, Journal of Orthopaedic Research, Vol: 40, Pages: 799-807, ISSN: 0736-0266

    The mechanical advantage of the knee extensor mechanism depends heavily on the patellar tendon moment arm (PTMA). Understanding which factors contribute to its variation may help improve functional outcomes following arthroplasty. This study optimized PTMA measurement, allowing us to quantify the contribution of different variables. The PTMA was calculated about the instantaneous helical axis of tibiofemoral rotation from optical tracked kinematics. A fabricated knee model facilitated calculation optimization, comparing four data smoothing techniques (raw, Butterworth filtering, generalized cross-validated cubic spline-interpolation and combined filtering/interpolation). The PTMA was then measured for 24 fresh-frozen cadaveric knees, under physiologically based loading and extension rates. Combined filtering/interpolation enabled sub-mm PTMA calculation accuracy throughout the range of motion (root-mean-squared error 0.2 mm, max error 0.4 mm), whereas large errors were measured for raw, filtered-only and interpolated-only techniques at terminal flexion/extension. Before scaling, the mean PTMA was 46 mm; PTMA magnitude was consistently larger in males (mean differences: 5 to 10 mm, p < .05) and was strongly related to knee size: larger knees have a larger PTMA. However, while scaling eliminated sex differences in PTMA magnitude, the peak PTMA occurred closer to terminal extension in females (female 15°, male 29°, p = .01). Knee size accounted for two-thirds of the variation in PTMA magnitude, but not the flexion angle where peak PTMA occurred. This substantial variation in angle of peak PTMA has implications for the design of musculoskeletal models and morphotype-specific arthroplasty. The developed calculation framework is applicable both in vivo and vitro for accurate PTMA measurement.

  • Journal article
    Munford M, Liddle A, Stoddart J, Cobb J, Jeffers Jet al., 2022,

    Total and partial knee replacement implants that maintain native load transfer in the Tibia

    , Bone and Joint Research, Vol: 11, Pages: 1-3, ISSN: 2046-3758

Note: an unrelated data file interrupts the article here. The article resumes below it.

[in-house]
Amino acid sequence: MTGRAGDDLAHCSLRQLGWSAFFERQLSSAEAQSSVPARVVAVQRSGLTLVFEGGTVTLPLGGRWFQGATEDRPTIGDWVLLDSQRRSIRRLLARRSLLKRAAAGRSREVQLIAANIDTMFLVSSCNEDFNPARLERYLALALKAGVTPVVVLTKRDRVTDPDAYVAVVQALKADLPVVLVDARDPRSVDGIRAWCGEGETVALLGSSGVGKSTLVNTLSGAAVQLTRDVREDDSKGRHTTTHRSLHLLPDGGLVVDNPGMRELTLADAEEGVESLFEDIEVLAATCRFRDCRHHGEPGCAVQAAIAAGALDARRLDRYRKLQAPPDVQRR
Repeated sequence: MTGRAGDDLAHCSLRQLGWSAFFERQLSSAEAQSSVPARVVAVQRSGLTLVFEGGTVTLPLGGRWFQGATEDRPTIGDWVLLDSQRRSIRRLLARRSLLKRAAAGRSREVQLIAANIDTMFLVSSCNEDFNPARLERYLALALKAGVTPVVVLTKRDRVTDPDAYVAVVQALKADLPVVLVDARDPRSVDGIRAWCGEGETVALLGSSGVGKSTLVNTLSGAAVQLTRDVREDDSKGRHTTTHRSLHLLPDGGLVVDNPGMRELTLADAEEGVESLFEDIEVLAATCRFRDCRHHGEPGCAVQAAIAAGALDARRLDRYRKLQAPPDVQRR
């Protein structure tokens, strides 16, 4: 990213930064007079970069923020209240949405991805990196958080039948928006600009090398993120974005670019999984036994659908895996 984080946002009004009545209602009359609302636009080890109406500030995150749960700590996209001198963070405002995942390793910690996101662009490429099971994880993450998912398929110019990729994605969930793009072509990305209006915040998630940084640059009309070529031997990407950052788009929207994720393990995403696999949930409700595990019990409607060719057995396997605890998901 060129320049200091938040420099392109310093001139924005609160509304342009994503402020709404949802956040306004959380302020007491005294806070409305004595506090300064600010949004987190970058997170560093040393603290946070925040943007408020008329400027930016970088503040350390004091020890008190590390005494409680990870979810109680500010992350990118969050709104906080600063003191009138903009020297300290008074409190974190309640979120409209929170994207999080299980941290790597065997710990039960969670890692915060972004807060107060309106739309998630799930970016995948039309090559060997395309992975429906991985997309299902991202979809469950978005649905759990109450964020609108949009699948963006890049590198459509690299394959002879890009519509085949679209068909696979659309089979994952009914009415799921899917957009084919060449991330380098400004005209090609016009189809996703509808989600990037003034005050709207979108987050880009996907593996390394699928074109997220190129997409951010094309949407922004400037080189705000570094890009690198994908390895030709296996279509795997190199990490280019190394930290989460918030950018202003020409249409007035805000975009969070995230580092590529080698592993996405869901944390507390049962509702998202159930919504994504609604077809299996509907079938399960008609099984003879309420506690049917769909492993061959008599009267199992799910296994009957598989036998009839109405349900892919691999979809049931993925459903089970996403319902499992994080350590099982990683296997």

Aims:Unicompartmental and total knee arthroplasty (UKA and TKA) are successful treatments for osteoarthritis, but the solid metal implants disrupt the natural distribution of stress and strain which can lead to bone loss over time. This generates problems if the implant needs to be revised. This study investigates whether titanium lattice UKA and TKA implants can maintain natural load transfer in the proximal tibia. Methods:In a cadaveric model, UKA and TKA procedures were performed on 8 fresh-frozen knee specimens, using conventional (solid) and titanium lattice tibial implants. Stress at the bone-implant interfaces were measured and compared to the native knee.Results:Titanium lattice implants were able to restore the mechanical environment of the native tibia for both UKA and TKA designs. Maximum stress at the bone-implant interface ranged from 1.2-3.3 MPa compared to 1.3-2.7 MPa for the native tibia. The conventional solid UKA and TKA implants reduced the maximum stress in the bone by a factor of 10 and caused >70% of bone surface area to be underloaded compared to the native tibia. Conclusions:Titanium lattice implants maintained the natural mechanical loading in the proximal tibia after UKA and TKA, but conventional solid implants did not. This is an exciting first step towards implants that maintain bone health, but such implants also have to meet fatigue and micromotion criteria to be clinically viable.

  • Journal article
    Burge TA, Jeffers JRT, Myant CW, 2022,

    Development of an automated mass-customization pipeline for knee replacement surgery using biplanar X-Rays

    , Journal of Mechanical Design, Vol: 144, Pages: 1-11, ISSN: 1050-0472